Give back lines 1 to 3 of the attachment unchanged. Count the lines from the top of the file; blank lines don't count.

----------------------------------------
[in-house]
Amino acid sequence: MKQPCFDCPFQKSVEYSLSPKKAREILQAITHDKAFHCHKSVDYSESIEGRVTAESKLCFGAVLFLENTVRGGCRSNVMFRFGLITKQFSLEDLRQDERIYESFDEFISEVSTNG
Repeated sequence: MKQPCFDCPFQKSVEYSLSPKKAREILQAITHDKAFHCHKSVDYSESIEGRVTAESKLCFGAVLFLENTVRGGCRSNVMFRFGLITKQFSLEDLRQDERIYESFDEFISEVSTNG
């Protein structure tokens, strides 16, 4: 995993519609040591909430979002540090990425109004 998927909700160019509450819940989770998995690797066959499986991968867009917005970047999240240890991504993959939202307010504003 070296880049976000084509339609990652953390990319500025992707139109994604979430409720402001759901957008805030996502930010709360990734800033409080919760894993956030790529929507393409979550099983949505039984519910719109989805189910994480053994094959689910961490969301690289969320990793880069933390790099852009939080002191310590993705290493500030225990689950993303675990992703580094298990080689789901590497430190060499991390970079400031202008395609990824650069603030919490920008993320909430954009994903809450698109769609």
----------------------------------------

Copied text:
[in-house]
Amino acid sequence: MKQPCFDCPFQKSVEYSLSPKKAREILQAITHDKAFHCHKSVDYSESIEGRVTAESKLCFGAVLFLENTVRGGCRSNVMFRFGLITKQFSLEDLRQDERIYESFDEFISEVSTNG
Repeated sequence: MKQPCFDCPFQKSVEYSLSPKKAREILQAITHDKAFHCHKSVDYSESIEGRVTAESKLCFGAVLFLENTVRGGCRSNVMFRFGLITKQFSLEDLRQDERIYESFDEFISEVSTNG